Semantics. The words you use, are so important, especially so when chasing slow payers. It’s such a sensitive topic. And the words that you use when you write to someone, whether in a letter or in an email, have to be chosen extraordinarily carefully or you run the very real risk of offending a debtor. So, to the reason for this post.
What is the best wording to use in an email reminder?
The wording to use should apply many of the principles that I’ve mentioned in earlier posts. I’ve put links in the analysis below for you to refer to.
Wording for a FIRST Reminder Email
Invoice for: Camelot Pty Ltd
Invoice No: 67299
According to our records, the above amount appears to be outstanding.
If payment has been made, thank you.
If it hasn’t, please organise for settlement in the near future.
Please contact me if you have any queries or if I can be of any assistance.
Analysis of the structure and wording used
* The salutation is fairly formal.
* It contains details of the invoice – easy reference for the debtor
* It blames “records” for contacting the debtor (leaving the creditor as the Good Guy)
* Payment “appears” to be overdue (we could be wrong – allows the debtor to retain their pride)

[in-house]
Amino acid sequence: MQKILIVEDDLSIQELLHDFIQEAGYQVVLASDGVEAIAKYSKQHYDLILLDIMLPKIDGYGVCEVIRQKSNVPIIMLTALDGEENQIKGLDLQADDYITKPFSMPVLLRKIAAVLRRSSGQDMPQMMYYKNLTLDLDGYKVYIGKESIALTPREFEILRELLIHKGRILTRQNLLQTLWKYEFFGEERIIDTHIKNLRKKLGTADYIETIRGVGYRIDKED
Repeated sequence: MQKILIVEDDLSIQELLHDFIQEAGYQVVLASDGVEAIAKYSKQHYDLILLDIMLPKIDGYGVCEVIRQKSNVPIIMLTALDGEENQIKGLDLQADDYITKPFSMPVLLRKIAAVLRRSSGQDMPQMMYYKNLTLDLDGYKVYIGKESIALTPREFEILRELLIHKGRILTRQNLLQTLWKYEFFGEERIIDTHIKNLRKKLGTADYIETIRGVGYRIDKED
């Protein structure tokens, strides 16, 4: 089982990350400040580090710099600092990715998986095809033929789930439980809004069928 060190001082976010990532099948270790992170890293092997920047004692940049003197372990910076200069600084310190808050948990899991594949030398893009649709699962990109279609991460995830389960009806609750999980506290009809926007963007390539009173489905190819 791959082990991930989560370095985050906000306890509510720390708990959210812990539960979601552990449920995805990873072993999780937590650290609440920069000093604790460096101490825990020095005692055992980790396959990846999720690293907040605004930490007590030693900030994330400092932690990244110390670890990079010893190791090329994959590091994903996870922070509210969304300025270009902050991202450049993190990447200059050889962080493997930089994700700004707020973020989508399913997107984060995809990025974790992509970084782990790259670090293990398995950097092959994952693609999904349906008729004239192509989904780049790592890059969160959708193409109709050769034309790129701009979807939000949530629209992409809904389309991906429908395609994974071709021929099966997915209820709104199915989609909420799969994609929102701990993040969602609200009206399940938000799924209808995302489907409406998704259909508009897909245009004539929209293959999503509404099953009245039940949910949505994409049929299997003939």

* Thanks the debtor in case the payment has been made (assumption of innocence)
* It doesn’t say “pay”, it asks the debtor to “organise” payment – positioning.
* It doesn’t specify a pay-by date, it suggests “in the near future”
* It uses the words “me” and “I” so the debtor feels more at ease with a real person to contact.
* It makes the debtor feel in a strong position by offering to “be of any assistance” – this non-threatening wording actually encourages debtors to contact the creditor.* “Kind Regards” – very old fashioned, again suggests a soft approach
* It’s sent to them by an “Information Gatherer”, Gwen, not anyone “high up” in the business. The accounts person. A non-threatening person.
In a future post, I’ll show you what is the best wording to use for a second reminder email. The wording in the email above is deliberately very gentle; it allows the wording to become firmer in future communications. Remember, Start Early, Always Be the Good Guy and Become Very Hard To Ignore. This email is step one.